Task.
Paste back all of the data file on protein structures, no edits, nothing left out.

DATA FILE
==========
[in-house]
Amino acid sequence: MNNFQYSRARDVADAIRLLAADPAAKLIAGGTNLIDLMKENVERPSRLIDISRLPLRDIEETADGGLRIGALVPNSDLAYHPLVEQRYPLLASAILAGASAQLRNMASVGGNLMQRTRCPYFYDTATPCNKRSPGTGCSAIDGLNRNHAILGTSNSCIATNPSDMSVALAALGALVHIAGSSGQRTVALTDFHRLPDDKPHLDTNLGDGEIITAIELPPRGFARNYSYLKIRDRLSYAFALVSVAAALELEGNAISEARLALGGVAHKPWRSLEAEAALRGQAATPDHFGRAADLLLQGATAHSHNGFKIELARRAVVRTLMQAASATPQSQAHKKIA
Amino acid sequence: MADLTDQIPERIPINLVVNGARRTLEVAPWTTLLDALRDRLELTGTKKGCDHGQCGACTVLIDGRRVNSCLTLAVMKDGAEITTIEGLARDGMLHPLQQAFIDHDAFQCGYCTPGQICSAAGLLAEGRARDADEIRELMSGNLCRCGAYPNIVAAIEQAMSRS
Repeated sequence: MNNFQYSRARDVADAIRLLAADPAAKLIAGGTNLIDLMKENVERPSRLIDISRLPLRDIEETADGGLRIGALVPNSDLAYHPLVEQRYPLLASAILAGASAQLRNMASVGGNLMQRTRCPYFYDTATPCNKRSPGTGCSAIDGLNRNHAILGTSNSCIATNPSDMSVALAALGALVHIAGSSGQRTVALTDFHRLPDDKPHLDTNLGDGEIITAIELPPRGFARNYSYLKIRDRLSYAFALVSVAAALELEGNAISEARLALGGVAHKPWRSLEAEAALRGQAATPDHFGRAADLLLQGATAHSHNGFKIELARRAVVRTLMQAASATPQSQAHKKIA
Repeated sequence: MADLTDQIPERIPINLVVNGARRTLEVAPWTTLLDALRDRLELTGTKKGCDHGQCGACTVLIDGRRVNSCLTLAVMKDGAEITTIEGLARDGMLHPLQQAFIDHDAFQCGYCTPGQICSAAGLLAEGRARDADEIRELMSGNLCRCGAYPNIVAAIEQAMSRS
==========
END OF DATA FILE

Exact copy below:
[in-house]
Amino acid sequence: MNNFQYSRARDVADAIRLLAADPAAKLIAGGTNLIDLMKENVERPSRLIDISRLPLRDIEETADGGLRIGALVPNSDLAYHPLVEQRYPLLASAILAGASAQLRNMASVGGNLMQRTRCPYFYDTATPCNKRSPGTGCSAIDGLNRNHAILGTSNSCIATNPSDMSVALAALGALVHIAGSSGQRTVALTDFHRLPDDKPHLDTNLGDGEIITAIELPPRGFARNYSYLKIRDRLSYAFALVSVAAALELEGNAISEARLALGGVAHKPWRSLEAEAALRGQAATPDHFGRAADLLLQGATAHSHNGFKIELARRAVVRTLMQAASATPQSQAHKKIA
Amino acid sequence: MADLTDQIPERIPINLVVNGARRTLEVAPWTTLLDALRDRLELTGTKKGCDHGQCGACTVLIDGRRVNSCLTLAVMKDGAEITTIEGLARDGMLHPLQQAFIDHDAFQCGYCTPGQICSAAGLLAEGRARDADEIRELMSGNLCRCGAYPNIVAAIEQAMSRS
Repeated sequence: MNNFQYSRARDVADAIRLLAADPAAKLIAGGTNLIDLMKENVERPSRLIDISRLPLRDIEETADGGLRIGALVPNSDLAYHPLVEQRYPLLASAILAGASAQLRNMASVGGNLMQRTRCPYFYDTATPCNKRSPGTGCSAIDGLNRNHAILGTSNSCIATNPSDMSVALAALGALVHIAGSSGQRTVALTDFHRLPDDKPHLDTNLGDGEIITAIELPPRGFARNYSYLKIRDRLSYAFALVSVAAALELEGNAISEARLALGGVAHKPWRSLEAEAALRGQAATPDHFGRAADLLLQGATAHSHNGFKIELARRAVVRTLMQAASATPQSQAHKKIA
Repeated sequence: MADLTDQIPERIPINLVVNGARRTLEVAPWTTLLDALRDRLELTGTKKGCDHGQCGACTVLIDGRRVNSCLTLAVMKDGAEITTIEGLARDGMLHPLQQAFIDHDAFQCGYCTPGQICSAAGLLAEGRARDADEIRELMSGNLCRCGAYPNIVAAIEQAMSRS